How To Include Bitter Foods In Your Diet

Ayurveda recommends that you include all six tastes in your diet: sweet, sour, salty, bitter, astringent and pungent. You’re probably well versed in the sweet and salty tastes. The others may pose a challenge. So how can you include bitter foods in your diet? Let’s take a look.

Here’s what we’ll cover in this article.

Tastes And Your Body Type
10 Common Bitter Foods

The Importance Of Bitter Foods
How To Include Bitter Foods In Your Diet

According to Ayurveda, the bitter taste helps in pacifying Kapha dosha. Kapha dosha tends to become aggravated in the season of spring. Bitter foods, in particular, are ideal for a spring cleanse.

Tastes And Your Body Type

The balancing tastes for each Ayurvedic body type are as follows.

Don’t know your Ayurvedic Body Type or Prakriti? Click HERE to take the FREE Quiz >>

Vata Body Type (thin build): sweet, sour and salty
Pitta Body Type (medium build): sweet, bitter and pungent
Kapha Body Type (generous build): bitter, pungent and astringent.

Until early spring, it’s Kapha predominant season and later in the year when summer arrives, the season is Pitta predominant. Bitter pacifies both Kapha and Pitta dosha. So remember to include bitter foods in your diet during spring and into summer.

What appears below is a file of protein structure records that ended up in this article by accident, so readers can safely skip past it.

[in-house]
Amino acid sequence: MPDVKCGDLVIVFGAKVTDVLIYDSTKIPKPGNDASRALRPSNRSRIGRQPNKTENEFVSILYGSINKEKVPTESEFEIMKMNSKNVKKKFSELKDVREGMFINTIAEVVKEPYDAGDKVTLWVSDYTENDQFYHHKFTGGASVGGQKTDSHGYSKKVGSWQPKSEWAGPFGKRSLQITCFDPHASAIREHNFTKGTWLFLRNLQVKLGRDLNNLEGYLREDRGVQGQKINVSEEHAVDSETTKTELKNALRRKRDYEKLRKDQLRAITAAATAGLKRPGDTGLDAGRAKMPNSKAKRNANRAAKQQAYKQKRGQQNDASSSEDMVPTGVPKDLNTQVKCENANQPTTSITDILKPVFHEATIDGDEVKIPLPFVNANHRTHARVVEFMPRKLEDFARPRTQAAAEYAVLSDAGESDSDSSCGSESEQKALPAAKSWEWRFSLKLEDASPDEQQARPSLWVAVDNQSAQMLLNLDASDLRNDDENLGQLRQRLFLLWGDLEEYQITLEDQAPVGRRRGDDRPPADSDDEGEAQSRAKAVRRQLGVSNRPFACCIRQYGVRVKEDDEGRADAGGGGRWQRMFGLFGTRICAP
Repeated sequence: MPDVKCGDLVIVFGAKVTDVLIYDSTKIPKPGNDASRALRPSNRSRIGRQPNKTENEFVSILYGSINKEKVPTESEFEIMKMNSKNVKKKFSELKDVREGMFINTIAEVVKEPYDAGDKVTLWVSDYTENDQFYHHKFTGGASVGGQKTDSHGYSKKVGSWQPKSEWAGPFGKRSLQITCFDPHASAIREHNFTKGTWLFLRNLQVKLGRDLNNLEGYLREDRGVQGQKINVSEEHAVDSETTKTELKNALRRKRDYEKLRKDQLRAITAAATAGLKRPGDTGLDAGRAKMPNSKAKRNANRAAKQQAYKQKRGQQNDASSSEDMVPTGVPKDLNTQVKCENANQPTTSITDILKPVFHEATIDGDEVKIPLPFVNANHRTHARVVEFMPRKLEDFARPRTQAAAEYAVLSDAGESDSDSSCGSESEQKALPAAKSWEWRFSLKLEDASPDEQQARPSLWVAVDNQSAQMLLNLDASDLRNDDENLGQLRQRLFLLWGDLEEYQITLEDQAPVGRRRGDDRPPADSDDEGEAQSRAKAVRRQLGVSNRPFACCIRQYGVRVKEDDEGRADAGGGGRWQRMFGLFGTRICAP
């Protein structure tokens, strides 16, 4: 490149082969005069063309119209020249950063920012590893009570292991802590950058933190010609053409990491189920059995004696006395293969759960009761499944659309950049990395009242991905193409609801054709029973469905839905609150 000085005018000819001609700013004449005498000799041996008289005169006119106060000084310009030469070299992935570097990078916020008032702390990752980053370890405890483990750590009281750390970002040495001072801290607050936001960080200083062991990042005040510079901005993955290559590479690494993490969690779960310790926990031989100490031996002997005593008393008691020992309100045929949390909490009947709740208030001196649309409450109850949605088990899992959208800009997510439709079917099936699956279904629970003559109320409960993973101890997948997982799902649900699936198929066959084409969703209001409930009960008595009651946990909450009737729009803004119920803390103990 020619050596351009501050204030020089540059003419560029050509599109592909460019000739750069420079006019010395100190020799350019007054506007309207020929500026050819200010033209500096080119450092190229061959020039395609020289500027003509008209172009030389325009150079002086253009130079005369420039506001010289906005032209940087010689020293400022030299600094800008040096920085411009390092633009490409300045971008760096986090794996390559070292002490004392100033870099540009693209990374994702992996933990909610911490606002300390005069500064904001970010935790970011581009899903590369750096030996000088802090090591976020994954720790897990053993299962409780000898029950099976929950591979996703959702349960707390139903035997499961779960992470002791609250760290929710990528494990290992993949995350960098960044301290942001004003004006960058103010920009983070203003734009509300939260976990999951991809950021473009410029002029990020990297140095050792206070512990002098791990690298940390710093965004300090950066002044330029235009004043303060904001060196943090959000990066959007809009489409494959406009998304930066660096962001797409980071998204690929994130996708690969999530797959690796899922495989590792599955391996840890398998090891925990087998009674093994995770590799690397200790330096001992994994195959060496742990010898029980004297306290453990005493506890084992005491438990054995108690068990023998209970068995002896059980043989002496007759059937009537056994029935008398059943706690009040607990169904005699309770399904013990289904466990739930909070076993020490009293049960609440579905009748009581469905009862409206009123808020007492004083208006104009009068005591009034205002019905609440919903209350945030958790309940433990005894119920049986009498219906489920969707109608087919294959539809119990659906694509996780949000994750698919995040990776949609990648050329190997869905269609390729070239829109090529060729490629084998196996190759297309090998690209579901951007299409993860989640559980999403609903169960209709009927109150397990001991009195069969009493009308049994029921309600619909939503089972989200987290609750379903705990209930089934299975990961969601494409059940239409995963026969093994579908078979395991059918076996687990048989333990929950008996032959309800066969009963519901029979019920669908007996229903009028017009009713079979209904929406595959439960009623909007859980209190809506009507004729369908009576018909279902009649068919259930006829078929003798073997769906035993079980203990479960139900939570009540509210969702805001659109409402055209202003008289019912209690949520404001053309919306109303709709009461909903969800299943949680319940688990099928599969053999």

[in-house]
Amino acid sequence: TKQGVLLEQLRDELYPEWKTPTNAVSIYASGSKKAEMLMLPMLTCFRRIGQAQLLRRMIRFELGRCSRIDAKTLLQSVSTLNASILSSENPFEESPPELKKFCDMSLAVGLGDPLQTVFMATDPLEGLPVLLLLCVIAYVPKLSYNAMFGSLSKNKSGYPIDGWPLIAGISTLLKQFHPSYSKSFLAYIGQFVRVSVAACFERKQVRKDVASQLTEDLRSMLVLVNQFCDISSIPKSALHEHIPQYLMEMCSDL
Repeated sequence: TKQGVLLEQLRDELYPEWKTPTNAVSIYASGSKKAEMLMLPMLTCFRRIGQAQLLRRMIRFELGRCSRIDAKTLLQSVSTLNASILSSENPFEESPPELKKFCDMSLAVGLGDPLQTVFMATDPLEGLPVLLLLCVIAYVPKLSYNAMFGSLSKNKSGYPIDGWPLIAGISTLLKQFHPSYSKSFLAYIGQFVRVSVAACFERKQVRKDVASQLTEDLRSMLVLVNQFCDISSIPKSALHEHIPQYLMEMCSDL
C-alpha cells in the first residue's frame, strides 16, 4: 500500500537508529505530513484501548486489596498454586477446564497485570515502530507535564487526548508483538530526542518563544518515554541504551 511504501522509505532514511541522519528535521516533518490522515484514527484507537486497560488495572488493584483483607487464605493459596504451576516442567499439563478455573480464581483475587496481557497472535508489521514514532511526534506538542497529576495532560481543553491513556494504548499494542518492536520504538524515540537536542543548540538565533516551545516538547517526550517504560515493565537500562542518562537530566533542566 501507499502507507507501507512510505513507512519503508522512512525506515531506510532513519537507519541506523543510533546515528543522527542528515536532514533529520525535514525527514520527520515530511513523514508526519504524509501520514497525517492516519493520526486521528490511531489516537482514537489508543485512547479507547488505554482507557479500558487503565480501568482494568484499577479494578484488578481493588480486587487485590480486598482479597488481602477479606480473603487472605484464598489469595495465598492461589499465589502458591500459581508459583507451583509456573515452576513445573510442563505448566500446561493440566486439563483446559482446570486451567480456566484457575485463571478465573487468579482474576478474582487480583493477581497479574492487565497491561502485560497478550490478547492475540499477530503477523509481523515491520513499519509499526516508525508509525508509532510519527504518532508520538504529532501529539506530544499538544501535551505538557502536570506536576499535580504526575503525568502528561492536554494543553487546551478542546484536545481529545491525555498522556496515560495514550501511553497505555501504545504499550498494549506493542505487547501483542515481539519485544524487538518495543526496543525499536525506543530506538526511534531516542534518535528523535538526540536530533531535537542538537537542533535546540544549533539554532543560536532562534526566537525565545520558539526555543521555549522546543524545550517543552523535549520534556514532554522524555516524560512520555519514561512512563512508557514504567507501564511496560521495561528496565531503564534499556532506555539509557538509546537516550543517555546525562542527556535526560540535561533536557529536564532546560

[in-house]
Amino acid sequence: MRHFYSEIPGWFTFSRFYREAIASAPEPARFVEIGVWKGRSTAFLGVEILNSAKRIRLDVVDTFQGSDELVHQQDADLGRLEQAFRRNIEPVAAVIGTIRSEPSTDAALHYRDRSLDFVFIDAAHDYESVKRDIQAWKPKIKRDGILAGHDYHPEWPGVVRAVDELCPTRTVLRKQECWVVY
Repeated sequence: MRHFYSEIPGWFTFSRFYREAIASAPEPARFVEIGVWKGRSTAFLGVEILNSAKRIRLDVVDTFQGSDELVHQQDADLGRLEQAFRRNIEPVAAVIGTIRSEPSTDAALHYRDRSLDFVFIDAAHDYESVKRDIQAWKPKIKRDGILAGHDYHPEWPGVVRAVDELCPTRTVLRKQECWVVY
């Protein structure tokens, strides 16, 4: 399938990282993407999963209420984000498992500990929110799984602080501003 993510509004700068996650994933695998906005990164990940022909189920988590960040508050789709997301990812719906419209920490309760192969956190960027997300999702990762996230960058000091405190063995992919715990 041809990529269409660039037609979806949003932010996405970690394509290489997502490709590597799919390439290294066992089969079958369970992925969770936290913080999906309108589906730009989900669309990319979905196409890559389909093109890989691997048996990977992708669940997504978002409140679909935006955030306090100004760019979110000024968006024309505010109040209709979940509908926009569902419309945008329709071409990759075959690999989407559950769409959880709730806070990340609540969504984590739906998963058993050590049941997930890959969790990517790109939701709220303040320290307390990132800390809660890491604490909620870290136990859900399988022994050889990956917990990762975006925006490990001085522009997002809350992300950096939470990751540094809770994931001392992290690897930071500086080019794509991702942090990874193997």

READ MORE: Kapha Diet: Everything You Need To Know, Pitta Diet: Everything You Need To Know, Vata Diet: Everything You Need To Know

10 Common Bitter Foods

  1. Bitter Gourd
  2. Bitter Melon
  3. Japanese Eggplant
  4. Fenugreek Leaves
  5. Turmeric
  6. Aloe Vera
  7. Greens… Kale, Lettuce, Chard, Dandelion, Raddichio, Arugula…
  8. Basil
  9. Neem
  10. Barley

The Importance Of Bitter Foods

Generally speaking, the bitter taste boosts metabolism and acts in cleansing the whole body. Foods with a bitter taste have an airy and light nature. Internally the bitter taste helps to balance Pitta and Kapha dosha. In excess, it can aggravate Vata and dehydrate the body.

READ MORE: Dehydration: 5 Replenishing Beverages + Ayurvedic Summer Health Tips

How To Include Bitter Foods In Your Diet

If bitter isn’t your cup of tea, try incorporating small amounts into your meals. Greens are a great place to start. You can also opt for foods with a subtle bitterness like fenugreek leaves and seeds. Additionally, try out the following tips.

1. Barley Water

Try drinking water boiled with whole barley seeds. This beverage is super healthy and cooling in the warmer months of the year. It’s loaded with fiber, vitamins, minerals and antioxidants. It helps to flush out toxins from body.